Senators sent a school funding package to the governor by the slimmest of margins early Sunday following late-night drama that sent lawmakers into a whirlwind of fury and relief and nearly derailed a session’s worth of work.

The Senate and House played a high-stakes game of chicken over competing methods for extending work past a midnight deadline while GOP senators filibustered debate on a compromise deal to add about $500 million in funding to public schools over the next five years.

With Gov. Jeff Colyer’s blessing, the state now will have to convince the Kansas Supreme Court that the plan adequately funds public schools.

“It certainly is a significant amount of additional funding, and we hopefully have addressed the concerns of the formula itself,” said Rep. Melissa Rooker, a Republican from Fairway who served on the House education committee that produced the plan.

“I hope that what we have provided is deemed to be the good-faith effort that I know I put into it,” Rooker said. “It’s not perfect, but this is the process, as wild and woolly as it is. I don’t think you ever find a perfect solution, so we did our level best.”

Colyer and Kansas Attorney General Derek Schmidt implored lawmakers to pass a bill in time for Schmidt to review it before an April 30 deadline for filing motions. But Republican leaders in the Senate stalled for two days after the House passed a plan on Tuesday, waiting for support to materialize for rewriting the constitution and neutering the high court’s authority on school finance.

When that didn’t work, the Senate passed a plan that offered just $275 million in new funding and went to the negotiating table Friday in hopes of trading its policy programs for lesser money than the $525 million in the House plan. The House refused to blink.

Then, on Saturday, the House inserted its original plan into a Senate bill and added just two of the Senate programs designed to improve academic performance of children. Hours passed before Senate leaders reluctantly allowed debate on the matter.

Senate Majority Leader Jim Denning, R-Overland Park, complained his notes and negotiating materials on school finance had mysteriously disappeared from a table in his office. Sen. Molly Baumgardner, the Louisburg Republican who worked on negotiations with the House, said House GOP leadership chose not to bargain in good faith.

“I don’t support this bill,” Baumgardner said. “There are no changes we can make. We are stuck with the work that came over here from the House.”

Senate President Susan Wagle, R-Wichita, worked with a group of conservatives to defeat the House bill, but came up two votes shy. She said the funding package wouldn’t satisfy the plaintiff school districts and probably wouldn’t meet expectations of the Supreme Court. The five-year schedule of increases for K-12 education make it difficult to earmark money for other priorities.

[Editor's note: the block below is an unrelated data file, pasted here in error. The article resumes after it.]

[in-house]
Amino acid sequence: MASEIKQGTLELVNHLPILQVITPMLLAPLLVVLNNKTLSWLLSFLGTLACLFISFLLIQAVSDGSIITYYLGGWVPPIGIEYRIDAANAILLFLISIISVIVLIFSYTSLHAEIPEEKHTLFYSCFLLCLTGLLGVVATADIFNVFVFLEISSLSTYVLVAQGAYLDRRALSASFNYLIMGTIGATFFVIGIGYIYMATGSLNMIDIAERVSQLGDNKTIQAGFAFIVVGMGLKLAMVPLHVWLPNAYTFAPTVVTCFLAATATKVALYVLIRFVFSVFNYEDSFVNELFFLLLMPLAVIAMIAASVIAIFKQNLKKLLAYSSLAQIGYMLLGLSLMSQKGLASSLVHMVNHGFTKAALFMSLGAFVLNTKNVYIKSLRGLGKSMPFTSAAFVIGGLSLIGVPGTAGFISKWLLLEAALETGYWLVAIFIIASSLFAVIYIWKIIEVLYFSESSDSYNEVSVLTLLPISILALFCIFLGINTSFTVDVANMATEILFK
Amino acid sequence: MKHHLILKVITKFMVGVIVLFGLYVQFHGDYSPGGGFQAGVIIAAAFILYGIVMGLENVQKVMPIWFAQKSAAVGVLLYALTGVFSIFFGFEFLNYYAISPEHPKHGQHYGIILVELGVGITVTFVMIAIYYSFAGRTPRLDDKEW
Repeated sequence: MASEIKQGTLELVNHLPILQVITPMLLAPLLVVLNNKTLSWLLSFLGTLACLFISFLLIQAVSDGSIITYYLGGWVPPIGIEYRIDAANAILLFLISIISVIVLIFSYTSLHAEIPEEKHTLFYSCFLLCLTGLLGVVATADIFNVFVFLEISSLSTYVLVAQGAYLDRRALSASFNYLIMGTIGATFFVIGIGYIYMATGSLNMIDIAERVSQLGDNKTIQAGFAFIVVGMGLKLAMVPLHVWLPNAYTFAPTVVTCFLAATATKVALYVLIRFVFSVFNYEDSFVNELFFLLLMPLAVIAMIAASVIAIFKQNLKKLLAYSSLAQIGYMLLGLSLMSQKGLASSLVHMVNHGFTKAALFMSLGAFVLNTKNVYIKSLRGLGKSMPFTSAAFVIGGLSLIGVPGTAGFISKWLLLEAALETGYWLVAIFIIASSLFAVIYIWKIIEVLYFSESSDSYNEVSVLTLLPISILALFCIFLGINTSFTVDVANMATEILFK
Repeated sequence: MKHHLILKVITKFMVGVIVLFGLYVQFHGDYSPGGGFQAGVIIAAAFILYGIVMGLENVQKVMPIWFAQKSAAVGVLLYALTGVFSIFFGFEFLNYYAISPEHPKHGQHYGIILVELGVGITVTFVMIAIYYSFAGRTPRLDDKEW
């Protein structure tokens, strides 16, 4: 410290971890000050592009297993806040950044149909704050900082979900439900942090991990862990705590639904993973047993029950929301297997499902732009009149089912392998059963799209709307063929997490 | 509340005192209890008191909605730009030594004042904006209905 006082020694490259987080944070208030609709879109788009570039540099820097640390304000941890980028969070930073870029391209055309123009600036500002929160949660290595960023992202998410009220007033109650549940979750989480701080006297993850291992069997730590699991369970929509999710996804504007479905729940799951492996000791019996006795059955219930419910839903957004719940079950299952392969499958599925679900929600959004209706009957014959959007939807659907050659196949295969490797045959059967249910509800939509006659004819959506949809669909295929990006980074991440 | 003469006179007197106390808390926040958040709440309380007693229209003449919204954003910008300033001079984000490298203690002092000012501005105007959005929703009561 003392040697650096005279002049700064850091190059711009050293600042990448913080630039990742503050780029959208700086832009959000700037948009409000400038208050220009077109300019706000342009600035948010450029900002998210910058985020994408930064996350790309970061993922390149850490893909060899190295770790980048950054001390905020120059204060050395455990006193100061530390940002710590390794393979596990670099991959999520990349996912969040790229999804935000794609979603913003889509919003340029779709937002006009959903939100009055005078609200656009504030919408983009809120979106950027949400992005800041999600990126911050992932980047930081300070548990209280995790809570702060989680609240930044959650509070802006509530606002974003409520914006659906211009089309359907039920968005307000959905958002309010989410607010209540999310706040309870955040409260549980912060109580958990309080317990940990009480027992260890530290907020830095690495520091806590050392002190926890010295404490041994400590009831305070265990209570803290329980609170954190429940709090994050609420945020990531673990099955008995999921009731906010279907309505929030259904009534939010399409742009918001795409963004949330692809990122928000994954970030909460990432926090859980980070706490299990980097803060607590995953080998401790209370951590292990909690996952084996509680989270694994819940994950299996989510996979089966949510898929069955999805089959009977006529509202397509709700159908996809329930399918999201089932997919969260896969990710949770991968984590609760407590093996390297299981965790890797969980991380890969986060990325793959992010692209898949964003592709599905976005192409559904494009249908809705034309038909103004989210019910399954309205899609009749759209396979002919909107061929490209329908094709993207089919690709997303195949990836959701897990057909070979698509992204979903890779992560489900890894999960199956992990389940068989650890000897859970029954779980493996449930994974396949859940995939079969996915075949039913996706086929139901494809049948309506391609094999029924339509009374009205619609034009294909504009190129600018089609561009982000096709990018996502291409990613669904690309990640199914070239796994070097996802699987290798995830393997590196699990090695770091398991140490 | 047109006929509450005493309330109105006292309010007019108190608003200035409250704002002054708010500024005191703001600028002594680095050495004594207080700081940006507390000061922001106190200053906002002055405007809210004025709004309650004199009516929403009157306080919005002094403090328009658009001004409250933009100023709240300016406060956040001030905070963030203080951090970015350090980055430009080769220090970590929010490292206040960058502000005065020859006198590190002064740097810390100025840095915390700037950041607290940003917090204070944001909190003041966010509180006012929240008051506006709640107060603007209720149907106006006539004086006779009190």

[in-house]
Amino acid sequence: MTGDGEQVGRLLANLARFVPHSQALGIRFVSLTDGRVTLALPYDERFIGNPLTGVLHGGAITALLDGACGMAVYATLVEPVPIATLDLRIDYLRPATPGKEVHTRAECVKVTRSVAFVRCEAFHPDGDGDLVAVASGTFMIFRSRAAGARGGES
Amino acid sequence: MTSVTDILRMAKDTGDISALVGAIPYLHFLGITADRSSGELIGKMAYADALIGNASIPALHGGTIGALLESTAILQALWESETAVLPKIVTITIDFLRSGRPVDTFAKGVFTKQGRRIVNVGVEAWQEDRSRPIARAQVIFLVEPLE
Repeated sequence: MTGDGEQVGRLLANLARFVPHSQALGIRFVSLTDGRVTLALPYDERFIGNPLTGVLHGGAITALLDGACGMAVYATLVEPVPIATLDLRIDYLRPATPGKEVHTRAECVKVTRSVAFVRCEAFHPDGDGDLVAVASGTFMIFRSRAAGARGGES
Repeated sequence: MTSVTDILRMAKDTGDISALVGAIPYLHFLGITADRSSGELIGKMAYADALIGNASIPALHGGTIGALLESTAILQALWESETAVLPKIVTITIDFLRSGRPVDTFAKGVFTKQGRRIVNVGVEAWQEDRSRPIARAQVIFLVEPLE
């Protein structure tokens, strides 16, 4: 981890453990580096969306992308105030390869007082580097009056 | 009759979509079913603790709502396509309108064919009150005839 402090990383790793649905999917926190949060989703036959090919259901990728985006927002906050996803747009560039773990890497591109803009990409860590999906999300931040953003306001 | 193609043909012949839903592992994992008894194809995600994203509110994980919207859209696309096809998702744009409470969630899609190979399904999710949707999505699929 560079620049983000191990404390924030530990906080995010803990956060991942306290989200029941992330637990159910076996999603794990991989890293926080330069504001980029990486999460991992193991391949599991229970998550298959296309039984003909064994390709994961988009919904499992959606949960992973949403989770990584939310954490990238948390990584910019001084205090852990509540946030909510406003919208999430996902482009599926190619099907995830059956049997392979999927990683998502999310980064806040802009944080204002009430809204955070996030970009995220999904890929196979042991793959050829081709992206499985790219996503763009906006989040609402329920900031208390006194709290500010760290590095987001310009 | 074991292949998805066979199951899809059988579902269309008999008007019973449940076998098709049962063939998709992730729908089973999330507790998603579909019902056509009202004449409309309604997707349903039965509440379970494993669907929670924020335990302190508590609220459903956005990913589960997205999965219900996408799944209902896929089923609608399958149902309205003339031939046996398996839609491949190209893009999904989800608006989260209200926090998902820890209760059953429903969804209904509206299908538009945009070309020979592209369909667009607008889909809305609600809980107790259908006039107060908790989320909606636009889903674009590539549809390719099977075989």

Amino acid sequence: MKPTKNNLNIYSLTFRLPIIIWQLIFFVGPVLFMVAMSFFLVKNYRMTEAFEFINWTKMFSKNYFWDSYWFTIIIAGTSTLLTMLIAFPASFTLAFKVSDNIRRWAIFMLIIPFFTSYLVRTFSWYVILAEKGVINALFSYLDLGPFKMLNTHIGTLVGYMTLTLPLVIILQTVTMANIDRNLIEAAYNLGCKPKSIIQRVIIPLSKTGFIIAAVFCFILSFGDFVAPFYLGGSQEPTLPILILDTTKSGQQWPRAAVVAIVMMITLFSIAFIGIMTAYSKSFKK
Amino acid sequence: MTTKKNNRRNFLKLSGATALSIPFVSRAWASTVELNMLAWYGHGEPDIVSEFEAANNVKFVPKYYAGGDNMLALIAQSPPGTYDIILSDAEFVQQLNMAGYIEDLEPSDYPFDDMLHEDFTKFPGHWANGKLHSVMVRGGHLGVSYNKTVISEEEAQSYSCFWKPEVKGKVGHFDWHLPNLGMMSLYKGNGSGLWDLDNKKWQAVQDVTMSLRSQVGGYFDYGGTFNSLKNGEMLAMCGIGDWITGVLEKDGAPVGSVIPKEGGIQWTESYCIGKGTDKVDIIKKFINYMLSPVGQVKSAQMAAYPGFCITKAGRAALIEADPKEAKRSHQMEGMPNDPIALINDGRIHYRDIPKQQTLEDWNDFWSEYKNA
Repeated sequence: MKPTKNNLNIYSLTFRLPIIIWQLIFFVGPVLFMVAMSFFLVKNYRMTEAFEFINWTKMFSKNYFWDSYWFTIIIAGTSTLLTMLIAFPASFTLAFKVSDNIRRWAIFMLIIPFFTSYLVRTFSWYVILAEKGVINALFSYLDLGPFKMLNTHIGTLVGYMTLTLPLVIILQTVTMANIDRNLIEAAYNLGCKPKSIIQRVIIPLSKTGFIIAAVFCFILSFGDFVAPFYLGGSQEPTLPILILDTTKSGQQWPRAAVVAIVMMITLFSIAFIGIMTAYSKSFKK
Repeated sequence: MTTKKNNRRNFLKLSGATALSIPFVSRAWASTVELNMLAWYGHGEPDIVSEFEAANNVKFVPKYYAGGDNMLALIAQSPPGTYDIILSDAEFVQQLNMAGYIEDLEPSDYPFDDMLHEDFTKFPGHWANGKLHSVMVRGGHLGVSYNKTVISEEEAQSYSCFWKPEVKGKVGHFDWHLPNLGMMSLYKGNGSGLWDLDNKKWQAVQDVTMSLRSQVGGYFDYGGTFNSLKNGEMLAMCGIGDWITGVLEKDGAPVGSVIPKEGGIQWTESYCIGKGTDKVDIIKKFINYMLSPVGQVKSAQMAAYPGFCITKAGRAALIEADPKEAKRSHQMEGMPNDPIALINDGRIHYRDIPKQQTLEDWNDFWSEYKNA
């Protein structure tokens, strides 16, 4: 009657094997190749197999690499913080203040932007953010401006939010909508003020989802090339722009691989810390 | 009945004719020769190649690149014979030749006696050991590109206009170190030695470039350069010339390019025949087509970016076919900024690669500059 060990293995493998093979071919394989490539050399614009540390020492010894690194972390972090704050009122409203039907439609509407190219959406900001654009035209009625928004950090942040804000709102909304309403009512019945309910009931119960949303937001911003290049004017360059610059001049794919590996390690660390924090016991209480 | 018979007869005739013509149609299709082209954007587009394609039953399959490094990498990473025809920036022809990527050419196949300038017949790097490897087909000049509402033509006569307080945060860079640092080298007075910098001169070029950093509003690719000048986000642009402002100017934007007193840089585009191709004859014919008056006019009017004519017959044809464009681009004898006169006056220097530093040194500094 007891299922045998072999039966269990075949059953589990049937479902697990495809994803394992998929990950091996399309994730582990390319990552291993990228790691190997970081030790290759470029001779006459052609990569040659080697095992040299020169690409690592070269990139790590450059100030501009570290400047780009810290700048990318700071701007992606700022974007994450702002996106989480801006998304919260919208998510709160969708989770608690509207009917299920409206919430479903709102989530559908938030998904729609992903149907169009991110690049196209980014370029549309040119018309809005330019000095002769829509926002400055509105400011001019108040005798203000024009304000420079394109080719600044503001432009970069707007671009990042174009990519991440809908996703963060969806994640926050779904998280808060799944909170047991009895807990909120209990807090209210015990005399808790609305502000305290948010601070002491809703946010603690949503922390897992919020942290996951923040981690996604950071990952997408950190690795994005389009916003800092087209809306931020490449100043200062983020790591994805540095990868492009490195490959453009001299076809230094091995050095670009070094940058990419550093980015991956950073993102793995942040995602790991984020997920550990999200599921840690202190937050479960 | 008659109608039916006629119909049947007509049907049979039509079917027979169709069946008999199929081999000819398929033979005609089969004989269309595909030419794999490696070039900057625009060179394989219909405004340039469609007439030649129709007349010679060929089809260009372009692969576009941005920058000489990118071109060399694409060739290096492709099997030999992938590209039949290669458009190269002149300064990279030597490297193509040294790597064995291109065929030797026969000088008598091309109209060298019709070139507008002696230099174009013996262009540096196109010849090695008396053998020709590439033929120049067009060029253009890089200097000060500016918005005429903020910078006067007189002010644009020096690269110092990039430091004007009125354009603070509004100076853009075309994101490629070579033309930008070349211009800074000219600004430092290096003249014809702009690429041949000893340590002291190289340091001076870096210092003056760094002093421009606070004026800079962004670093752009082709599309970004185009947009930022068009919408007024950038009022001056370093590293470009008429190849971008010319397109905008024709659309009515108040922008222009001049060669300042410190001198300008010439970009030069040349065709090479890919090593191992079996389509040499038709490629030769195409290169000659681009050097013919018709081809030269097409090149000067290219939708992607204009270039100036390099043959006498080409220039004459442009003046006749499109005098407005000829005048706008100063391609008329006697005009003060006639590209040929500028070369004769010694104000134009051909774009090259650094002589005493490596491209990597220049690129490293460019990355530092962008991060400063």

“We’re here to do the right thing, not the popular thing,” Wagle said. “We have an obligation as elected legislators to balance the budget and make sure all the needs of state government are met.”

As senators debated school finance at length late into the night, it became obvious they wouldn’t take a vote before midnight. Sen. Mary Pilcher-Cook, R-Shawnee, and Sen. Gene Suellentrop, R-Wichita, weren’t even on the floor.

If the Senate didn’t pass a school funding plan before midnight, the session would end abruptly. Any unsigned and remaining bills would die, and the governor would need to call a special session to start from scratch on school funding.

To avoid such a fate, the Senate and House passed competing motions for extending the session, with the Senate version taking time away from the period lawmakers traditionally use for considering vetoes and unresolved matters.

With one minute to spare, the House adopted the Senate’s motion to extend the session.

“They were acting like children,” Rooker said. “Like spoiled children that didn’t get their way. And there’s another way. As senators, they have the opportunity to debate and vote up or down, amend, change, whatever. They shut down for two days and didn’t do their job. They filibustered all day and ran the clock out to the eleventh hour.”

The extension meant the Senate could stall no longer. Shortly after midnight, Pilcher-Cook and Suellentrop arrived just in time to cast their votes. With just 20 voting in favor and 21 needed to pass, Sen. Bruce Givens, R-El Dorado, switched his vote to put the tally over the edge.

Outside the chamber, educators gathering in a show of support erupted with cheering. Across the floor, representatives were relieved. The clock showed 12:24 a.m.

“I think there was some swallowing hard and taking a resolution that they didn’t like in order to try to go for the greater good tonight,” said Rep. Blaine Finch, R-Ottawa.

Rep. Tim Hodge, D-North Newton, said he felt good about passage of the plan, but he remained skeptical of the overall funding and the high court’s willingness to accept it.

He also wasn’t happy with the late-night antics.

“I guess it was expected, but I couldn’t believe the gamesmanship that we play with our kids’ educations,” Hodge said. “It shouldn’t come to that, year after year after year. ...

“So how I felt at that point? I’m glad it’s over, but it’s disgusting that we have to do it in the middle of the night.”